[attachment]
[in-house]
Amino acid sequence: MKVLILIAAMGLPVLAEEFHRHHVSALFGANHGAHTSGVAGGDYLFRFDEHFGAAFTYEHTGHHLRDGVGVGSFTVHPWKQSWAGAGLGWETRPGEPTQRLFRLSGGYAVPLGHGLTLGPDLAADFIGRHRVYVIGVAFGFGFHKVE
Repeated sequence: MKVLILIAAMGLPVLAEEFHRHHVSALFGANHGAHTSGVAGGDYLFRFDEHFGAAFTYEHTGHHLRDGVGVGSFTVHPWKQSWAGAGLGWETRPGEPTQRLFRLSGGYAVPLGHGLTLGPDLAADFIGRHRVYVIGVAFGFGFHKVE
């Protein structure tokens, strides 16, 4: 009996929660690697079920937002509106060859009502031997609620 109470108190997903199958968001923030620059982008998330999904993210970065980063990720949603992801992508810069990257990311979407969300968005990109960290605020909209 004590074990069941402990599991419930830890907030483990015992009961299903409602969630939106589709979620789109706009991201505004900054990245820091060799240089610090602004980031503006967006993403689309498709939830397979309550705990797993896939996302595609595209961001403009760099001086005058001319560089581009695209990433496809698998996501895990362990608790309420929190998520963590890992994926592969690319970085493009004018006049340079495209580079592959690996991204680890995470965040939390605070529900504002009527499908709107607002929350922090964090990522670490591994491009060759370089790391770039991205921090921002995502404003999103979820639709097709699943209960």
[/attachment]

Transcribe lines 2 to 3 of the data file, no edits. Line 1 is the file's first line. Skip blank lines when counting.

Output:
Amino acid sequence: MKVLILIAAMGLPVLAEEFHRHHVSALFGANHGAHTSGVAGGDYLFRFDEHFGAAFTYEHTGHHLRDGVGVGSFTVHPWKQSWAGAGLGWETRPGEPTQRLFRLSGGYAVPLGHGLTLGPDLAADFIGRHRVYVIGVAFGFGFHKVE
Repeated sequence: MKVLILIAAMGLPVLAEEFHRHHVSALFGANHGAHTSGVAGGDYLFRFDEHFGAAFTYEHTGHHLRDGVGVGSFTVHPWKQSWAGAGLGWETRPGEPTQRLFRLSGGYAVPLGHGLTLGPDLAADFIGRHRVYVIGVAFGFGFHKVE